It also helped that the phone call came a little later, at 7 a.m.

"I said without much of a pause, 'Of course I accept,'" Warfel said, adding that he's learned the importance of accepting a call whenever it comes.
At a retreat 11 days ago, Warfel said,he asked for grace in his new post to be a strong, loving leader.
"I want to be your shepherd," he told his audience, "to be with you in times of celebration and in time of hardship, struggle and suffering."

His focus in the coming months will be to travel and meet as many people as he can in the diocese.

"At the same time, I will continue what I've always done as a pastor and a bishop, to do the mission of the church," Warfel said.

That mission, he said, includes providing encouragement and support to help people grow in their faith; to reach out to Catholics disenfranchised from their faith; to reach out to people without a faith; and to reach out to other faiths.
In an interview, Warfel spoke of the importance of being relational:
His total time in Alaska was 33 years, and he admits it was tough to leave the state and the people he loved.

"I remember walking out of my home for the last time, my core relationships with people, and just the beauty, the lifestyle of Alaska," Warfel said. "You grow very close to people."

Part of that has to do with the size of the Juneau diocese, just 6,000 people, a number dwarfed by the 51,000 Catholics in the Great Falls-Billings Diocese. But he said he already thinks Montanans have the same values and character as the people of Alaska.

Warfel said his priority as the new head of the diocese will be to listen and observe. "I don't have any goals yet because I don't know a lot about the diocese, the concerns, the issues," he said a couple of hours before he was installed as bishop.

Over the next few months, Warfel plans to hit the road and visit as many of them as possible.

"This is my year to get out and listen, meet people and develop relationships," Warfel said. "The relationships are key."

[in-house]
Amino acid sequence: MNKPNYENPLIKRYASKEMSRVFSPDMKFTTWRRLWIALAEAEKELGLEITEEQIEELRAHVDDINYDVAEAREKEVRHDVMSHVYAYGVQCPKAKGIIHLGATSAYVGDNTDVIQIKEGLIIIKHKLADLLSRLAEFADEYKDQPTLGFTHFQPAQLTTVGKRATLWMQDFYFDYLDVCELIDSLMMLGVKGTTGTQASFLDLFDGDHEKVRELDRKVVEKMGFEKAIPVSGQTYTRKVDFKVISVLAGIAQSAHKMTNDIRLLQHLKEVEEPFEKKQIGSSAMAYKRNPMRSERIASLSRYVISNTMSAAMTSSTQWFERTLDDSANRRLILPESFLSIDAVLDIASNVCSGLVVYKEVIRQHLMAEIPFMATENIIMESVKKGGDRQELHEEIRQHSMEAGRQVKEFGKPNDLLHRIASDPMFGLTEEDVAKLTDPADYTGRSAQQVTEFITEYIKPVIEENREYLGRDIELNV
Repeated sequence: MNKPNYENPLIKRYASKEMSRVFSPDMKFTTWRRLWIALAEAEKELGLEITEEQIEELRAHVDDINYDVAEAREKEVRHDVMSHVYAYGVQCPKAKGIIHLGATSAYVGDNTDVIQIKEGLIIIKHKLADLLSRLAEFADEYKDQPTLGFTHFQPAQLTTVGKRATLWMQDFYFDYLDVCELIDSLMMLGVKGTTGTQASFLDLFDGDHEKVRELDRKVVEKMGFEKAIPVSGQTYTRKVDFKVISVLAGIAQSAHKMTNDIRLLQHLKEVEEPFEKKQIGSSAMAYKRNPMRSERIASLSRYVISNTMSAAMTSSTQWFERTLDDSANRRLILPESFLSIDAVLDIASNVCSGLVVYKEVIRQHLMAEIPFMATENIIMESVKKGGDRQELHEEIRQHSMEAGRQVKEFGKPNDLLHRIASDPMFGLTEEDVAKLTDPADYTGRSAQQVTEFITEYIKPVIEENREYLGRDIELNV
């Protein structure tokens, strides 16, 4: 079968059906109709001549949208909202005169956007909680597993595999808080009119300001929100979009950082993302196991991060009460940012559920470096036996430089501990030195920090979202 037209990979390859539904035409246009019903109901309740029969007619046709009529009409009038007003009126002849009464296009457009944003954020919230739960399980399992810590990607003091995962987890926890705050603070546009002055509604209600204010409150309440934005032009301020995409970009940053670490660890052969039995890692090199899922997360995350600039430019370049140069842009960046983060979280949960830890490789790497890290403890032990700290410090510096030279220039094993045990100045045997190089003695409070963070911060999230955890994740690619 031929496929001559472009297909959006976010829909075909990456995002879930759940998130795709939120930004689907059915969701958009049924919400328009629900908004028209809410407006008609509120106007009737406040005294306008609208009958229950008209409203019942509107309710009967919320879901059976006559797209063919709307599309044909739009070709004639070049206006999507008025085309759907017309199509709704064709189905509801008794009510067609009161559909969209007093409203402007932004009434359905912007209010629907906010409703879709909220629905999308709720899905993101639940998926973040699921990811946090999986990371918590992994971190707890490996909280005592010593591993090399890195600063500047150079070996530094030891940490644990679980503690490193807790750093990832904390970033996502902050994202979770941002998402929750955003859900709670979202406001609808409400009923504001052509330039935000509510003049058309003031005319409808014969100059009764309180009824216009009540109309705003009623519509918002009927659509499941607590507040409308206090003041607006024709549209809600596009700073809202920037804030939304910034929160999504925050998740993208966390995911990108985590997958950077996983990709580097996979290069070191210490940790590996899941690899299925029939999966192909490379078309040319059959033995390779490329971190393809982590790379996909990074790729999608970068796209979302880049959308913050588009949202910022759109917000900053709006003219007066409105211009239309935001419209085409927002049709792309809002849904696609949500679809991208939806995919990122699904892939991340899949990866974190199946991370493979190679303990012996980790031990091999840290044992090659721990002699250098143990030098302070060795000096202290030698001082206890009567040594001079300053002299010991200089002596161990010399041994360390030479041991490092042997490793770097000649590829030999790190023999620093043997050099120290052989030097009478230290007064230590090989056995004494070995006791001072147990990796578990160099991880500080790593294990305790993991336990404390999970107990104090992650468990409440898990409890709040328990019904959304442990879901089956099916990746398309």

There isn't a shortcut to connecting with people, he said, joking that he sees himself as a slow cooker, not a quick-cooking microwave oven.

"If you want all of the flavors to blend together, it takes time and there's no rushing it," he said. "Relationships, they don't just happen."

One relationship he intends to maintain is with the Rev. Jay Peterson. In the 18 months after Bishop Anthony Milone resigned, Peterson served as acting administrator of the diocese.

Warfel said Peterson will resume his previous post as vicar general of the diocese.

"One of the first things I told Father Jay is, 'Don't pack your bags,' " he said. "He's the historical memory for me."

While bishop of the Diocese of Juneau, Warfel on two occasions had to deal with sexual-abuse cases involving priests. He said the issue is one that happens all throughout society, not just among priests.

But Warfel said should it surface in his new diocese, he won't hesitate to deal with it. Every child must be provided a safe environment, he said, an environment in which no harm can befall him or her.

"Number one, I make sure it doesn't happen," he said. "But number two, if it does happen, I handle it quickly and transparently and very honestly."

To shove it under the rug is inconceivable, he said. "To ignore it, to cast it aside - the only way to describe that is sinful," he said.
To mark his first weekend in the diocese, the new arrival will celebrate all four Sunday Masses at the co-cathedral in Billings, with receptions following each.

PHOTOS: Casey Riffe/Billings Gazette